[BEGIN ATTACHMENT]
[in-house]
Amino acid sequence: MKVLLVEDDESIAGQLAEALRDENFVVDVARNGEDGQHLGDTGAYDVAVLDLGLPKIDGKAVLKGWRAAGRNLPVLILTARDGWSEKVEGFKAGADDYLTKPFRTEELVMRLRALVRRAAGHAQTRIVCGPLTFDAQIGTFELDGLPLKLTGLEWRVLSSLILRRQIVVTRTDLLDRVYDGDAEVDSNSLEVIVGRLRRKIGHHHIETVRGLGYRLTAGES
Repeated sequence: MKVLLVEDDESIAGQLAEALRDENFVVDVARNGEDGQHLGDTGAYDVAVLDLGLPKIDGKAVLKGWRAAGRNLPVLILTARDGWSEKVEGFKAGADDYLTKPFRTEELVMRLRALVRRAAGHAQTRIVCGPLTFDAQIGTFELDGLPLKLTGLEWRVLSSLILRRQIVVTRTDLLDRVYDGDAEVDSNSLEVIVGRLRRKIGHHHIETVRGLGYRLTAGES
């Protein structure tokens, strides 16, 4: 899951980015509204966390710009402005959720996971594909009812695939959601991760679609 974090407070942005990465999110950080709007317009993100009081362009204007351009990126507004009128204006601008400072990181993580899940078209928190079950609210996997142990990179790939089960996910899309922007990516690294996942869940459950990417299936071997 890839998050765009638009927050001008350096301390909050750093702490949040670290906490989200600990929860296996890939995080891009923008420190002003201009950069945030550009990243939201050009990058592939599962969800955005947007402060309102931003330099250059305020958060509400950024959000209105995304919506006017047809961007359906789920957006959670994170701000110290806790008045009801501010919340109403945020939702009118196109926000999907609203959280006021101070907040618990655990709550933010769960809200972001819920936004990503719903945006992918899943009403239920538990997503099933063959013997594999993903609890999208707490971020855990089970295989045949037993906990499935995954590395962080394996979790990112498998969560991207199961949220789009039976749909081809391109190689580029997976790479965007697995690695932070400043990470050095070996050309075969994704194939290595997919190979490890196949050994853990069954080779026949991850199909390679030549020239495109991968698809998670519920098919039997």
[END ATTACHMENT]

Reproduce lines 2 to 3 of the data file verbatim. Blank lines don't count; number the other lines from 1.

Amino acid sequence: MKVLLVEDDESIAGQLAEALRDENFVVDVARNGEDGQHLGDTGAYDVAVLDLGLPKIDGKAVLKGWRAAGRNLPVLILTARDGWSEKVEGFKAGADDYLTKPFRTEELVMRLRALVRRAAGHAQTRIVCGPLTFDAQIGTFELDGLPLKLTGLEWRVLSSLILRRQIVVTRTDLLDRVYDGDAEVDSNSLEVIVGRLRRKIGHHHIETVRGLGYRLTAGES
Repeated sequence: MKVLLVEDDESIAGQLAEALRDENFVVDVARNGEDGQHLGDTGAYDVAVLDLGLPKIDGKAVLKGWRAAGRNLPVLILTARDGWSEKVEGFKAGADDYLTKPFRTEELVMRLRALVRRAAGHAQTRIVCGPLTFDAQIGTFELDGLPLKLTGLEWRVLSSLILRRQIVVTRTDLLDRVYDGDAEVDSNSLEVIVGRLRRKIGHHHIETVRGLGYRLTAGES